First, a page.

I want to spend more time on the fiscal recklessness issue. This bill is only one example of the coalition’s approach here. The change to youth allowance that we are debating here today has a cost of $317 million over four years. The Nationals will say, ‘But there’s not a clause in the bill appropriating money; therefore, it is not an appropriation bill.’ Well, again, you cannot have it both ways: either this is fiscally irresponsible or it is constitutional vandalism.

The spending proposal also wipes out half of Mr Abbott’s $600 million cut to the water buybacks. What further measures will he cut to make up for this shortfall? Will we see further cuts to foreign aid? Is that what the coalition is going to come up with next? This is just the tip of the iceberg. Another opposition bill introduced today, the Defence Force Retirement and Death Benefits Amendment (Fair Indexation) Bill 2010, would have a fiscal cost of $1.7 billion—yes, billion, not million—over four years and an underlying cash cost of $175 million over four years. It would increase Commonwealth unfunded liabilities by $6.2 billion—yes, Barnaby, not million—

The ACTING DEPUTY PRESIDENT (Senator Troeth)—Order! Senator Collins, you will refer to other senators by their correct name.

Senator JACINTA COLLINS —I apologise; I should have said Senator Joyce. This would increase the Commonwealth’s unfunded liabilities by $6.2 billion. That is why I highlight that these constitutionality issues around appropriation bills are very serious indeed, not only with respect to this one involving $317 million over four years but also with respect to the next one up for debate in private senators’ time involving $1.7 billion over four years. If we continue along this path and deal with money and appropriation matters in this fashion, it can only highlight the fiscal recklessness of this opposition and, indeed, Mr Abbott’s incapacity to manage his coalition.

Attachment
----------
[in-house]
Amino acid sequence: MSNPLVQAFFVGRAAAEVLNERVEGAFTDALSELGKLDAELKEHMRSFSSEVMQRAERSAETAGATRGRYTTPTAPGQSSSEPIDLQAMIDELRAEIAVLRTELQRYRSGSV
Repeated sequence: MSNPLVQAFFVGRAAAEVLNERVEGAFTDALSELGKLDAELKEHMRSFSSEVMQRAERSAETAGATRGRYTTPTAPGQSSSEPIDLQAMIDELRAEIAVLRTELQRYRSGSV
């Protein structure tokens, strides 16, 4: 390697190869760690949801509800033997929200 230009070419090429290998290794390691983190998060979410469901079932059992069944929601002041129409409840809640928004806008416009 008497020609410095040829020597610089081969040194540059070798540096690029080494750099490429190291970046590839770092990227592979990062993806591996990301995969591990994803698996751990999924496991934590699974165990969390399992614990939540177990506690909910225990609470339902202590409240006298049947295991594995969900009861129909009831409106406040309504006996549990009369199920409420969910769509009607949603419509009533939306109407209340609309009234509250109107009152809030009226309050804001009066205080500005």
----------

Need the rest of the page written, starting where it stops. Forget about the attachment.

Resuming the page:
It is only week 1 of the parliament and already the opposition have introduced bills that would cost the budget almost $500 million and increase unfunded liabilities by $6.2 billion, with not one additional savings option in sight. On top of this, the opposition have also demonstrated their fiscal recklessness by twice blocking $5 billion in savings measures put forward by this government. This includes means-testing the private health insurance rebate, which will cost the budget some $2.1 billion over the next four years, and the closure of the Chronic Disease Dental Scheme, an out-of-design scheme that has had significant cost blowouts and will cost the budget $3.1 billion over the next four years. Yet they think they can ride on Mr Fahey’s credibility as a responsible fiscal manager. I hate to say this to Senator Brandis but logic does not say that because Mr Fahey has some common sense every other Liberal Party member does, which seemed to be the argument they were presenting in question time yesterday. This spending is an additional $5 billion over the next four years as a result of the opposition’s recklessness. They are also in the process of trying to block a further $2 billion in savings to the budget over four years by voting against reforms to the Pharmaceutical Benefits Scheme.

The opposition have demonstrated time and time again that they are not committed to bringing the budget back to surplus. After spending weeks saying that it would be easy to find savings, what we have is a series of deferrals, double counts and backflips and still no serious strategy about flood reconstruction. They have double counted around $700 million in savings. They say they will use it to fund the rebuild, but they have already earmarked those savings to fund other spending priorities; you cannot spend it twice. They have claimed over $100 million in savings from the BER which has already been allocated to projects that are committed or underway. The fact is that 99.9 per cent of BER projects have been completed or commenced. Which ones are you to discontinue? They have reversed their position on foreign aid, taking savings from a measure that they supported in government. They have had to roll Warren Truss and the Nationals, who said that they will not support our infrastructure saves. Is this part of the rationale behind the recklessness that we are dealing with in the Senate today? The opposition, the coalition, is indeed a shambles. (Time expired)